New analysis published by the think Tank, Civitas, shows that the proportion of British trade with other EU member states has decreased to pre-1973 levels.
With the looming EU referendum, set to take place on the 23rd June, many of the key arguments on both sides of the debate have focused around the stability of the economy and trade with the single market.
The share of UK exports going to fellow Single Market countries has plummeted in the past decade and is now lower than it was when Britain joined the European Economic Community in 1973, a new Civitas analysis shows.
British trade with the founding members of the EU have grown by just 2.5% in nearly 25 years. Moreover, the sum of the UK’s world exports going to founding members has nearly halved from 68% to 36% between 2007 and 2015.
The Organisation for Economic Co-operation and Development (OECD) has published trade figures which show that the rest of the world is now a far more significant trading partner for exports from the UK.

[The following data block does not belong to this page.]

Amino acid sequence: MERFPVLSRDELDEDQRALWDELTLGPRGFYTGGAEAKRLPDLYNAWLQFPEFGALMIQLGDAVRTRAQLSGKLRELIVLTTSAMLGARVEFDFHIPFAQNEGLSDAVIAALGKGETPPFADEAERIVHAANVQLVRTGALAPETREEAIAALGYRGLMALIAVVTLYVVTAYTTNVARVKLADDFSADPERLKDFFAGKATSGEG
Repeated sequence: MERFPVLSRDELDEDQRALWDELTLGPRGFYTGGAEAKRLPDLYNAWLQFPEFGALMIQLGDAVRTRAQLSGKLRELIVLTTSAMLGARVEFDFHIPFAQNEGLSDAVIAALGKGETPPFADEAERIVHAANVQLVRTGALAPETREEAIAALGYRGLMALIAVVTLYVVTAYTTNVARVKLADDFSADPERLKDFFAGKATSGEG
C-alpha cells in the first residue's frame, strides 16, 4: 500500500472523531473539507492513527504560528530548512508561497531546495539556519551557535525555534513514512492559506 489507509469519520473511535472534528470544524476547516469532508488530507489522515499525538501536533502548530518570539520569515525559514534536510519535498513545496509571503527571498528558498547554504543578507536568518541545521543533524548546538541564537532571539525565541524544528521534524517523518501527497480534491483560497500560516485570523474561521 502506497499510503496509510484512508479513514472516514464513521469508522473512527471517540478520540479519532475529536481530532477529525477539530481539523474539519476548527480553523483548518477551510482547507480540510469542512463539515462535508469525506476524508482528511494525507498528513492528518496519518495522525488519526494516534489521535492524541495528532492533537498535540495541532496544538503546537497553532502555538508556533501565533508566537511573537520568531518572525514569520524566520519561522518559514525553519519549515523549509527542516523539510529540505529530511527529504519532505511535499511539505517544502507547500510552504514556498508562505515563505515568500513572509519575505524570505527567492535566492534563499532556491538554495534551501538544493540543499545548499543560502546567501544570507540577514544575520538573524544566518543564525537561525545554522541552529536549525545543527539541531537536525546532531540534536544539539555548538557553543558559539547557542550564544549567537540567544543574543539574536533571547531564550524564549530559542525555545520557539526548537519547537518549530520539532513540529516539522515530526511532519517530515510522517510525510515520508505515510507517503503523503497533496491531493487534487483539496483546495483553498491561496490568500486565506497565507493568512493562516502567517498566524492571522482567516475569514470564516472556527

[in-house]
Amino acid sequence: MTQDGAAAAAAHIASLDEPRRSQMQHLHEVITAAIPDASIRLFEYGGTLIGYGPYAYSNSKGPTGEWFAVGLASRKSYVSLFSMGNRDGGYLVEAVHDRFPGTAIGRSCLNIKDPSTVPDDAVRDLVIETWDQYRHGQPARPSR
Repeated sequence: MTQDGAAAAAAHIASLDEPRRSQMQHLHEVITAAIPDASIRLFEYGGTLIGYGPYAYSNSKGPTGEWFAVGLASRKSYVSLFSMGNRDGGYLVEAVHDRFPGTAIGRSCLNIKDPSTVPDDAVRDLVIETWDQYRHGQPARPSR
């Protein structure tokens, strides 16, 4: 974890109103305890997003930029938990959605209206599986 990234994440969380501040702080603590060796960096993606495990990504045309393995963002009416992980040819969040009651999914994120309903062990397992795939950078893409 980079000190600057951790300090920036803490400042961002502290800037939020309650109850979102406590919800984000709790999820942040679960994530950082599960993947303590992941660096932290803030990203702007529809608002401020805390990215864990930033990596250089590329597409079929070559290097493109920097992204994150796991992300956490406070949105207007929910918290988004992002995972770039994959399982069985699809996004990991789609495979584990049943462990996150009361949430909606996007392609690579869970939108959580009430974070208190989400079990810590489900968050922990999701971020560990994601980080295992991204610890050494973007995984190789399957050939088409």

Michael Burrage the author of Civitas’ ‘The Eurosceptic Handbook’ writes: “By whatever of these three measures one prefers to use, the Single Market has been an era of decline, in which UK exports to fellow members of the Single Market have sharply decelerated. If one of the goals of the Single Market was to raise UK exports to fellow members it has failed spectacularly.”
He adds, “No serious attempt has been made to explain why this has happened, probably because, in the UK at least, the Single Market has been continuously sold as a success story, and even as the “Crown Jewel” of European integration, so no-one really wants to acknowledge that it has serious problems.”